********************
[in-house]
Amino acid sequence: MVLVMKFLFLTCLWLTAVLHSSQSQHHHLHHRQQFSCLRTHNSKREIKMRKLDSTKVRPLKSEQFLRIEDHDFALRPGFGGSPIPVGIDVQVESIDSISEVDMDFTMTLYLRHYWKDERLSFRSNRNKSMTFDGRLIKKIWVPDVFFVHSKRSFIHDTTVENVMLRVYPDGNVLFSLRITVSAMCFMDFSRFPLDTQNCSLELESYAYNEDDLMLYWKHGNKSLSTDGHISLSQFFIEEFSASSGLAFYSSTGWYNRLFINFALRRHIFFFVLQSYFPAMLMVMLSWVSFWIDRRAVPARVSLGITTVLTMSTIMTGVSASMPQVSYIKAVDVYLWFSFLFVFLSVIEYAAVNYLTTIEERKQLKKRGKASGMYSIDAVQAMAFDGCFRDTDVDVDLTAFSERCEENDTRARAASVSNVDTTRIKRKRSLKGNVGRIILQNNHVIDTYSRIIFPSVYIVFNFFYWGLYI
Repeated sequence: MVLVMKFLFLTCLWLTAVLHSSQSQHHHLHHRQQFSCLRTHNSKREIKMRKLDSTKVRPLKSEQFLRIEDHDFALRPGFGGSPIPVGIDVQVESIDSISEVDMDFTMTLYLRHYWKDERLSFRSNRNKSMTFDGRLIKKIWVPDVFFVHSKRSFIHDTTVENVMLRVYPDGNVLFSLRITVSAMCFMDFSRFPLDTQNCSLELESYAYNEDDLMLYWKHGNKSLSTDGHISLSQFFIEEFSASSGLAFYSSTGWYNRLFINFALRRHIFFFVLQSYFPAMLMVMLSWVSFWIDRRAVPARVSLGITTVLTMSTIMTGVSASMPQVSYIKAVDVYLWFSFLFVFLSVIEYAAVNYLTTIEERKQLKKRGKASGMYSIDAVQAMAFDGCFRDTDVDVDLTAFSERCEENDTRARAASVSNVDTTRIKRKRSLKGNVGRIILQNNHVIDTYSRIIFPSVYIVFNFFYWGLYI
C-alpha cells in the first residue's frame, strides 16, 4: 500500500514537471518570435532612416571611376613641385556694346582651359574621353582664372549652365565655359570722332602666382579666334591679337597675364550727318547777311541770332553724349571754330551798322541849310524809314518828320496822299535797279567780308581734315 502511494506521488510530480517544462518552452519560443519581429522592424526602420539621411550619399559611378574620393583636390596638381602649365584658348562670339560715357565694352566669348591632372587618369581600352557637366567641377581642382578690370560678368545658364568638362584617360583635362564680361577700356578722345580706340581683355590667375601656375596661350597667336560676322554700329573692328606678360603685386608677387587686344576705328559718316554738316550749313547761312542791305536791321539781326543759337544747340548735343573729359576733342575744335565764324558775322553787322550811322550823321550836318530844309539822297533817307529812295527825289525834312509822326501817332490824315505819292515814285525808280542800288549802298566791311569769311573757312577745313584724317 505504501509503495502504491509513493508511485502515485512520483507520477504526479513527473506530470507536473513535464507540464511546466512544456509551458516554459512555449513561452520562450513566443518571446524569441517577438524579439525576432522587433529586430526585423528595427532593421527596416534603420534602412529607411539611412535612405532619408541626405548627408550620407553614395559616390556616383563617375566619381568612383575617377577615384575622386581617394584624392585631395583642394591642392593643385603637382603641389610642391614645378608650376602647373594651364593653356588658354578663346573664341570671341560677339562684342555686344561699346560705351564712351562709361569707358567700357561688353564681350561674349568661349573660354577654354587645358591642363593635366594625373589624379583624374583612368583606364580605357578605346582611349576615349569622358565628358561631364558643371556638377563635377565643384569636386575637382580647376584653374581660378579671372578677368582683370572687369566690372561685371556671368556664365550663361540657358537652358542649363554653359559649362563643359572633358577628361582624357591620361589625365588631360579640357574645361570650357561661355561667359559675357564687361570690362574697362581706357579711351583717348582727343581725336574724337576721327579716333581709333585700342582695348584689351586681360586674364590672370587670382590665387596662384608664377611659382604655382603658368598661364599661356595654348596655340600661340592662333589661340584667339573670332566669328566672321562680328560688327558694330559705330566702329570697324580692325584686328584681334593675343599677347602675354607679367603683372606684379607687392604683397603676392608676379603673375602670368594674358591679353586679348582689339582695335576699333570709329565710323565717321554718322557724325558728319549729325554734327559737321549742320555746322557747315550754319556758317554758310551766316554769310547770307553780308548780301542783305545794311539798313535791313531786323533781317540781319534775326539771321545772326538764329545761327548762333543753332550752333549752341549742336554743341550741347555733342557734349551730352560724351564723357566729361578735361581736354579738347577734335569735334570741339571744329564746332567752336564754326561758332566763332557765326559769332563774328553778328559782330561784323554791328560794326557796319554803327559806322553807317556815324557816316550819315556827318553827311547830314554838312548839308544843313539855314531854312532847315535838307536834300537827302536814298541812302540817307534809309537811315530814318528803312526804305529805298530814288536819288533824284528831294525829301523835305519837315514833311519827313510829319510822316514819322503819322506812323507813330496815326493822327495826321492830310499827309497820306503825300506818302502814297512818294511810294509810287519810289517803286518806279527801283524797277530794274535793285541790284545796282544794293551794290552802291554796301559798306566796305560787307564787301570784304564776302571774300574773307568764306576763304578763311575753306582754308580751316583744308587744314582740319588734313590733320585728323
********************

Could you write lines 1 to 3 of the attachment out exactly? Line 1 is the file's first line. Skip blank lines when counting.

[in-house]
Amino acid sequence: MVLVMKFLFLTCLWLTAVLHSSQSQHHHLHHRQQFSCLRTHNSKREIKMRKLDSTKVRPLKSEQFLRIEDHDFALRPGFGGSPIPVGIDVQVESIDSISEVDMDFTMTLYLRHYWKDERLSFRSNRNKSMTFDGRLIKKIWVPDVFFVHSKRSFIHDTTVENVMLRVYPDGNVLFSLRITVSAMCFMDFSRFPLDTQNCSLELESYAYNEDDLMLYWKHGNKSLSTDGHISLSQFFIEEFSASSGLAFYSSTGWYNRLFINFALRRHIFFFVLQSYFPAMLMVMLSWVSFWIDRRAVPARVSLGITTVLTMSTIMTGVSASMPQVSYIKAVDVYLWFSFLFVFLSVIEYAAVNYLTTIEERKQLKKRGKASGMYSIDAVQAMAFDGCFRDTDVDVDLTAFSERCEENDTRARAASVSNVDTTRIKRKRSLKGNVGRIILQNNHVIDTYSRIIFPSVYIVFNFFYWGLYI
Repeated sequence: MVLVMKFLFLTCLWLTAVLHSSQSQHHHLHHRQQFSCLRTHNSKREIKMRKLDSTKVRPLKSEQFLRIEDHDFALRPGFGGSPIPVGIDVQVESIDSISEVDMDFTMTLYLRHYWKDERLSFRSNRNKSMTFDGRLIKKIWVPDVFFVHSKRSFIHDTTVENVMLRVYPDGNVLFSLRITVSAMCFMDFSRFPLDTQNCSLELESYAYNEDDLMLYWKHGNKSLSTDGHISLSQFFIEEFSASSGLAFYSSTGWYNRLFINFALRRHIFFFVLQSYFPAMLMVMLSWVSFWIDRRAVPARVSLGITTVLTMSTIMTGVSASMPQVSYIKAVDVYLWFSFLFVFLSVIEYAAVNYLTTIEERKQLKKRGKASGMYSIDAVQAMAFDGCFRDTDVDVDLTAFSERCEENDTRARAASVSNVDTTRIKRKRSLKGNVGRIILQNNHVIDTYSRIIFPSVYIVFNFFYWGLYI